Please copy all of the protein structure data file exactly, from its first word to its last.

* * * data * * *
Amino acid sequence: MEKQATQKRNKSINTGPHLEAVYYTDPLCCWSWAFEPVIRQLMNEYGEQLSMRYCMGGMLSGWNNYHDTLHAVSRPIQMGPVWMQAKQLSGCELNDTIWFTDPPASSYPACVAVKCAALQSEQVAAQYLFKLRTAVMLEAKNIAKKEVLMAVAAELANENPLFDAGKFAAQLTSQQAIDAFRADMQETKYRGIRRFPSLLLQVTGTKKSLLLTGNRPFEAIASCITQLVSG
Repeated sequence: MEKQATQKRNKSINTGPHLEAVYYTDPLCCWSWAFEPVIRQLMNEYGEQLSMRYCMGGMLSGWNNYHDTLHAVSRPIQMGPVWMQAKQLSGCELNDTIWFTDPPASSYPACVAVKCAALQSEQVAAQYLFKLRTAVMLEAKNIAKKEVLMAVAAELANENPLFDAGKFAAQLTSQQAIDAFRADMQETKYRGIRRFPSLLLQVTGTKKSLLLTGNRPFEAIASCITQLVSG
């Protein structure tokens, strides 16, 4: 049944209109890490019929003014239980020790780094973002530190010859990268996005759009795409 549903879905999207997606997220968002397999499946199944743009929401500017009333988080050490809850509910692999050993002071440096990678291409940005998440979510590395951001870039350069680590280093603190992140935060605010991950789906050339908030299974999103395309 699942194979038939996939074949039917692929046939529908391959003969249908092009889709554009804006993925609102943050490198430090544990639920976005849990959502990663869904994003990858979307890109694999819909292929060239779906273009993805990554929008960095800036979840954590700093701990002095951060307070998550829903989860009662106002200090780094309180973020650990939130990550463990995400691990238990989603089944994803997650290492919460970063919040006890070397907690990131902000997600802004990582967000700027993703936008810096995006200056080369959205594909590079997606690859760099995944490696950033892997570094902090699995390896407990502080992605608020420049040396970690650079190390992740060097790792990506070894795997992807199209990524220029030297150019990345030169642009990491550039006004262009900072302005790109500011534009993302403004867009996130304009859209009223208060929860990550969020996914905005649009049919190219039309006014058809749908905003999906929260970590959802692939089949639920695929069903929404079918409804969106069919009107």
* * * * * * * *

Amino acid sequence: MEKQATQKRNKSINTGPHLEAVYYTDPLCCWSWAFEPVIRQLMNEYGEQLSMRYCMGGMLSGWNNYHDTLHAVSRPIQMGPVWMQAKQLSGCELNDTIWFTDPPASSYPACVAVKCAALQSEQVAAQYLFKLRTAVMLEAKNIAKKEVLMAVAAELANENPLFDAGKFAAQLTSQQAIDAFRADMQETKYRGIRRFPSLLLQVTGTKKSLLLTGNRPFEAIASCITQLVSG
Repeated sequence: MEKQATQKRNKSINTGPHLEAVYYTDPLCCWSWAFEPVIRQLMNEYGEQLSMRYCMGGMLSGWNNYHDTLHAVSRPIQMGPVWMQAKQLSGCELNDTIWFTDPPASSYPACVAVKCAALQSEQVAAQYLFKLRTAVMLEAKNIAKKEVLMAVAAELANENPLFDAGKFAAQLTSQQAIDAFRADMQETKYRGIRRFPSLLLQVTGTKKSLLLTGNRPFEAIASCITQLVSG
């Protein structure tokens, strides 16, 4: 049944209109890490019929003014239980020790780094973002530190010859990268996005759009795409 549903879905999207997606997220968002397999499946199944743009929401500017009333988080050490809850509910692999050993002071440096990678291409940005998440979510590395951001870039350069680590280093603190992140935060605010991950789906050339908030299974999103395309 699942194979038939996939074949039917692929046939529908391959003969249908092009889709554009804006993925609102943050490198430090544990639920976005849990959502990663869904994003990858979307890109694999819909292929060239779906273009993805990554929008960095800036979840954590700093701990002095951060307070998550829903989860009662106002200090780094309180973020650990939130990550463990995400691990238990989603089944994803997650290492919460970063919040006890070397907690990131902000997600802004990582967000700027993703936008810096995006200056080369959205594909590079997606690859760099995944490696950033892997570094902090699995390896407990502080992605608020420049040396970690650079190390992740060097790792990506070894795997992807199209990524220029030297150019990345030169642009990491550039006004262009900072302005790109500011534009993302403004867009996130304009859209009223208060929860990550969020996914905005649009049919190219039309006014058809749908905003999906929260970590959802692939089949639920695929069903929404079918409804969106069919009107």